Holde nauȝtR.6.54: No beta manuscript attests nauȝt. Two A copies agree with alpha at this point, but most support beta. By contrast almost all C witnesses support alpha's use of the double negative in this a-verse, although the Russell-Kane edition emends this evidence away. with non herlotes ne here nauȝt here tales .
¶¶ And caste on meR.6.61: Only L agrees with R in attesting me my. F and the other beta copies simply show my. Ax and Cx agree against B in reading this phrase as third-person description: He caste on (his = A) / (hym his = C) cloþis. It is interesting to note that the one difference between the A and C phrases parallels the grammatical difference between LR and the other B witnesses. my clothes I-clouted and I-hole .
And maken hymR.6.69: Beta reads hem here, but both Ax and Cx agree with alpha's hym. merie þeremyde maugre ho-so it be-grucche .R.6.69: Beta transposes the final phrase as bigruccheth it. This word order parallels that found in the X family of C (the P family omits it completely, as do several of the less authoritative copies in the B tradition). However, the A witnesses strongly support alpha's phrasing at this point.
I schal fynde hem fode þat feithfullyche libbeth .R.6.71: Here the scribe again omits his usual insertion of a blank line to mark a new paragraph, presumably because the next line is the last of the side.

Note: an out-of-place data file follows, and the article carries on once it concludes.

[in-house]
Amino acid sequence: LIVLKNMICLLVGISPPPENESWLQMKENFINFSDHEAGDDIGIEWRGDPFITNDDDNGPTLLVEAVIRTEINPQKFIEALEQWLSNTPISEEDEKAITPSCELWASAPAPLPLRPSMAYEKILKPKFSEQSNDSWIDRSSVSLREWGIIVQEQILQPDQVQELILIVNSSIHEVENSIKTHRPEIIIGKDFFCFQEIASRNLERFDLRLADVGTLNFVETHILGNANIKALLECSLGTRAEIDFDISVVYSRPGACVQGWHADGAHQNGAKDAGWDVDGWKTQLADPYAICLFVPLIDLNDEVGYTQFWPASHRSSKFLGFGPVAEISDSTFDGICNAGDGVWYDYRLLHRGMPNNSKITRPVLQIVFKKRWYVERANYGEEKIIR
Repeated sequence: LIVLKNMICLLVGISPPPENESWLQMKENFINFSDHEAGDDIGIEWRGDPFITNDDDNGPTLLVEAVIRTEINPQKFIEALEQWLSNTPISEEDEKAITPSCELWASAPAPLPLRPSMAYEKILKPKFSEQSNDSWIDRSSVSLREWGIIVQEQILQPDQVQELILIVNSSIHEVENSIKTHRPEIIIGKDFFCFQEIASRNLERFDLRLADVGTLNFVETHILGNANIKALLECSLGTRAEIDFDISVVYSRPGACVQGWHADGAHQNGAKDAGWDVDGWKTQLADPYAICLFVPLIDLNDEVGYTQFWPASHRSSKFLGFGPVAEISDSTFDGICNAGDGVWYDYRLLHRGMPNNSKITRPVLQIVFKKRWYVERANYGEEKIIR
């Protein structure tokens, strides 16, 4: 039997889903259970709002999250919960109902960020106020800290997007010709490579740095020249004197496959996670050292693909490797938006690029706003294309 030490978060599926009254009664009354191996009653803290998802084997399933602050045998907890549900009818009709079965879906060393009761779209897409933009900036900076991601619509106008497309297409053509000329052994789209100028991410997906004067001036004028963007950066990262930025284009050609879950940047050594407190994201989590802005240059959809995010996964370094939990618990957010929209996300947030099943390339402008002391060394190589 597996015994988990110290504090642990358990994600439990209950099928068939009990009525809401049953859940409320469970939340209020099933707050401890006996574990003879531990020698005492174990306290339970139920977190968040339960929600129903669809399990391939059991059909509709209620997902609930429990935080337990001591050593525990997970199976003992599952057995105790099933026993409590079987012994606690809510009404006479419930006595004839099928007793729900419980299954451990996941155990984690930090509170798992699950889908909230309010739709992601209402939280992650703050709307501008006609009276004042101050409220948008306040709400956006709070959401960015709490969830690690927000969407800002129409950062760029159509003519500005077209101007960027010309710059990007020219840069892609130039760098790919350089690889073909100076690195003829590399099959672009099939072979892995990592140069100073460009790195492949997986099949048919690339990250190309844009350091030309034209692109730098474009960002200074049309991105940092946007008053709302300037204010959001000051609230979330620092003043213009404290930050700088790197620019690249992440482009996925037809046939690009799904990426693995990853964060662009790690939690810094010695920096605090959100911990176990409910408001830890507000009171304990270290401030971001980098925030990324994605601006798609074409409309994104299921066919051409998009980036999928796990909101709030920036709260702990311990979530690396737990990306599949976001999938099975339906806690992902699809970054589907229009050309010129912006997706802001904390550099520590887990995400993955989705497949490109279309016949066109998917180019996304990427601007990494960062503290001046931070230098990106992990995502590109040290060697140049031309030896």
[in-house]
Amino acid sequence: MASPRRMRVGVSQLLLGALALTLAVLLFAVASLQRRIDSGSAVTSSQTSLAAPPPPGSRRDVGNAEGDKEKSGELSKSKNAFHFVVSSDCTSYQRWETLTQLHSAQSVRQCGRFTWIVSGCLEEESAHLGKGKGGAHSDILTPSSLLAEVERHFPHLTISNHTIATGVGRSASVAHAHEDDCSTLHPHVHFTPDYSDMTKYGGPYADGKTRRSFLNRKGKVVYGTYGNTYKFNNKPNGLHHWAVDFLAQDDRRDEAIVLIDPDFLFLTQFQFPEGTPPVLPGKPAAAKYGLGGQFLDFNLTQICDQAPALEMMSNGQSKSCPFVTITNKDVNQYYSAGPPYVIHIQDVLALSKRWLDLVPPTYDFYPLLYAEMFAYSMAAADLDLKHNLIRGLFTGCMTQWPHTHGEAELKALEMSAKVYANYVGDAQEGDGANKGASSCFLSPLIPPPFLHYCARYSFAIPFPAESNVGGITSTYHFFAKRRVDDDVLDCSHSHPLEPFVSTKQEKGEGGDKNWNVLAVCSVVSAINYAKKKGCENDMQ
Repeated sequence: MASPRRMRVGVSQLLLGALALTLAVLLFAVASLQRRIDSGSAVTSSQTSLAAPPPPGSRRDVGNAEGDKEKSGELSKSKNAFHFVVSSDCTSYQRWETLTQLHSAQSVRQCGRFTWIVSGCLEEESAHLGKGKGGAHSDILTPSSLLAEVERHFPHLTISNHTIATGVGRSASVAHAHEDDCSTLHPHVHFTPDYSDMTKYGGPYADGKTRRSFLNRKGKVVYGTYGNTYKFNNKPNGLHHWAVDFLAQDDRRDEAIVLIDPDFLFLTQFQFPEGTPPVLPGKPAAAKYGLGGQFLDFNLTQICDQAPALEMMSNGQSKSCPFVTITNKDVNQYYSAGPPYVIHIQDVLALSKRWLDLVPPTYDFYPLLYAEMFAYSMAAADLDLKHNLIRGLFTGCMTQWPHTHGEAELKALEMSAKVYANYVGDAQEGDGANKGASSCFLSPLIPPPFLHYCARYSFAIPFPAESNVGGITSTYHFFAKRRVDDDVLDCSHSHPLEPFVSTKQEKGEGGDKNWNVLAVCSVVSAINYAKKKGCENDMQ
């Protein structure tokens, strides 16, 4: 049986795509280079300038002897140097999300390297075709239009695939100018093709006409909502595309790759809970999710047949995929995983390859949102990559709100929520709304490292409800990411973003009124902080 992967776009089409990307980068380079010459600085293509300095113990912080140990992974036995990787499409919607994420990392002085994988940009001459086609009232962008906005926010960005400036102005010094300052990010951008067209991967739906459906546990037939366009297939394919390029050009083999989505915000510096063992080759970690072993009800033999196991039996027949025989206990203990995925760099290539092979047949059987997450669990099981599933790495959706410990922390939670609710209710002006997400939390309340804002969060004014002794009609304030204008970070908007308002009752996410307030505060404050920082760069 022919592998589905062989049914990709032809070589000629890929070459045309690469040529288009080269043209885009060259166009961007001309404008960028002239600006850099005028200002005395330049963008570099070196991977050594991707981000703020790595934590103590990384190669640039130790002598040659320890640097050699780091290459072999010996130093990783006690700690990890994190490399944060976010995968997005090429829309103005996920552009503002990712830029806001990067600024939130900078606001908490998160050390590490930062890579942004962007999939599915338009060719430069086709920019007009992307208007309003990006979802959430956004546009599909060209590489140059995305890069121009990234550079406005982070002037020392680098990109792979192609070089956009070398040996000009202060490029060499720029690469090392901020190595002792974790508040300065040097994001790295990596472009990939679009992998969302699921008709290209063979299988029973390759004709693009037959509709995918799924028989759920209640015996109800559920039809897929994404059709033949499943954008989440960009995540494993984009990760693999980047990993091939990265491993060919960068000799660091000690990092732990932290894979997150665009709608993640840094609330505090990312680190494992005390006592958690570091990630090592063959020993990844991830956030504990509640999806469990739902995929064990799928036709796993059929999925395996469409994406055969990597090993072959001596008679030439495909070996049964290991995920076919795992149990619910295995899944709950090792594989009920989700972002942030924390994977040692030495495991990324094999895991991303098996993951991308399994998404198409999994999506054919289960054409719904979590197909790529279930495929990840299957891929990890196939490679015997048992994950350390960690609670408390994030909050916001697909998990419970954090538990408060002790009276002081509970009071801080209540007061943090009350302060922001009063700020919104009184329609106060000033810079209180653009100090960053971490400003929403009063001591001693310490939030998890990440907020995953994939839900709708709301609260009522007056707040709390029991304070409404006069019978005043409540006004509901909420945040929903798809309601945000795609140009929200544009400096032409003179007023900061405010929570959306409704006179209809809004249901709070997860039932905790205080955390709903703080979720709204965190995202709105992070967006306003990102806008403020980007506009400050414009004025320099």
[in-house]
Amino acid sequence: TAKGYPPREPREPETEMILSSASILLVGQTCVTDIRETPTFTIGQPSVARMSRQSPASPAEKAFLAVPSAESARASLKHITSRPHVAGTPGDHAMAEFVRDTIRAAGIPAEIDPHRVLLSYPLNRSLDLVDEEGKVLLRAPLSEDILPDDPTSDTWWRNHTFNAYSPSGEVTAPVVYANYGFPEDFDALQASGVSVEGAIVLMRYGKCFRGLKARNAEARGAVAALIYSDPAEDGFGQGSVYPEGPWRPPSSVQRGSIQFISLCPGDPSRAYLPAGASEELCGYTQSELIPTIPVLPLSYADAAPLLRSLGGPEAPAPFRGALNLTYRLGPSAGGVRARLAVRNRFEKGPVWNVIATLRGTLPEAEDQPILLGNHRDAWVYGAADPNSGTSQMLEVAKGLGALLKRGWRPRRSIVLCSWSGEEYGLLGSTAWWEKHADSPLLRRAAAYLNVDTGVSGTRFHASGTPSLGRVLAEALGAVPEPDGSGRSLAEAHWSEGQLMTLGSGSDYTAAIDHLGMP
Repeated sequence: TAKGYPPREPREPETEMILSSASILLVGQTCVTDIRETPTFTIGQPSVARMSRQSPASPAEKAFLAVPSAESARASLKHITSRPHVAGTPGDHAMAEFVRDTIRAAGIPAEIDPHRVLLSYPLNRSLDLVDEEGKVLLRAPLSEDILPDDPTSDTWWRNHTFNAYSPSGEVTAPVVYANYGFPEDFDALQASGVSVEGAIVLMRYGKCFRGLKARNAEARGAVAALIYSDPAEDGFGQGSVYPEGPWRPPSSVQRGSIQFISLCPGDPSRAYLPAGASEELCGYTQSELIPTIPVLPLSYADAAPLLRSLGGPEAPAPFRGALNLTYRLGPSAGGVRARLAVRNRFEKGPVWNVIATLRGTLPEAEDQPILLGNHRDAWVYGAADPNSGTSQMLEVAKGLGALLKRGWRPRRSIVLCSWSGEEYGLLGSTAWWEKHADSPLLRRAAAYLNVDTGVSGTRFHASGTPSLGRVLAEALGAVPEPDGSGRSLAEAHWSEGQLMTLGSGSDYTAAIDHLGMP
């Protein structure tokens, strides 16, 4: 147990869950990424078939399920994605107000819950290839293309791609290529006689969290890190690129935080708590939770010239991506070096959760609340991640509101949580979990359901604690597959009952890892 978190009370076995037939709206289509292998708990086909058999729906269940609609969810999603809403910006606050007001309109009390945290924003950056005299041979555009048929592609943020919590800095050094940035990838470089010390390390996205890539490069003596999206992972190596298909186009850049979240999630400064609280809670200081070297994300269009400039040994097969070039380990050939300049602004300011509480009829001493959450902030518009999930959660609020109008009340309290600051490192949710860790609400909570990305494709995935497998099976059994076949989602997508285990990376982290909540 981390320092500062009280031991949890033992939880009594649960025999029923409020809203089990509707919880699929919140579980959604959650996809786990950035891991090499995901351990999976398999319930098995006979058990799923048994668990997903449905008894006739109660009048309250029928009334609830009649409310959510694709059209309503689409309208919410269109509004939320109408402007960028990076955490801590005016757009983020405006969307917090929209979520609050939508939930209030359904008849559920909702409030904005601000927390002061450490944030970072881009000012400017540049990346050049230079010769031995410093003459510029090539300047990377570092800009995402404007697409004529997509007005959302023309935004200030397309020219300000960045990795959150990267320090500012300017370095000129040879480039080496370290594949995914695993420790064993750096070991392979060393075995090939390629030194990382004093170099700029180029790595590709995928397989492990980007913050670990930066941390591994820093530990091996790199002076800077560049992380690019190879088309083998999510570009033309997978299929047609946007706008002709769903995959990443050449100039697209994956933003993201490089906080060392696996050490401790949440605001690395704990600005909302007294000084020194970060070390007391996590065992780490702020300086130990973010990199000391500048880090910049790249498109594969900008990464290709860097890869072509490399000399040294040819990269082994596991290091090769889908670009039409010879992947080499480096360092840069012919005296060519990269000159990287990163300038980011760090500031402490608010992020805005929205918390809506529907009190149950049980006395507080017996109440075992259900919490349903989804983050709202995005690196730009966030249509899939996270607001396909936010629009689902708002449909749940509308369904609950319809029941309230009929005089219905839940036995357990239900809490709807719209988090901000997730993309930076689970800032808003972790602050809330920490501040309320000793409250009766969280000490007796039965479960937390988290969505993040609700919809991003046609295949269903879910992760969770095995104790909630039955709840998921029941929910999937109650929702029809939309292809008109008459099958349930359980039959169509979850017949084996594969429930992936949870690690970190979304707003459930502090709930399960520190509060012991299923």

For holy cherche is hote of hem no tythe to aske .R.6.78: R's aske is unique; both beta and F read take. However, both Ax and Cx agree with R's reading.
Þei ben aschaped good auntour nowR.6.80: Beta reads auenture in place of alpha's auntour, but Ax and Cx agree with alpha's form. Also, most beta copies omit alpha's now, but its occurrence in LM clearly attests its authenticity, both in beta and Bx. Almost all C witnesses—and a majority of A copies—attest the presence of this adverb. god hem amende .
His sone hiȝt suffre þi souereynes haueR.6.83: Beta reads to hauen. A majority of the A witnesses supports beta (none supports alpha), but Cx clearly agrees with alpha in omitting to. here wille .
For-thy I wil ar I wende do write my queste .R.6.88: R's queste is unique in form but identical in sense to beta's reading (See MED, s. v. quiste [n.]); cf. F's enqweste and beta's biqueste. Both Ax and Cx agree with beta's form.
In dei nomine amen I make it my-selue he schal haue my soule .R.6.89: Here alpha differs from beta by merging the opening phrase from the archetype's next line (= He shal haue my soule ) with this one, and then truncating the third line by deleting its final phrase (= for so I bileue), so that the three lines in Langland's presumptive original are reduced to two non-alliterating ones.
Þat best hath I-serued it and fro þe fende I-keped itR.6.90: R's I-keped is unique; F rephrases this verse, with his own unique verb phrase (weyvid fram yt); the cognate beta reading is it defende. Both Ax and Cx substantially agree with beta's phrasing in this entire passage, where alpha was clearly corrupt (cf. note at R6.89). .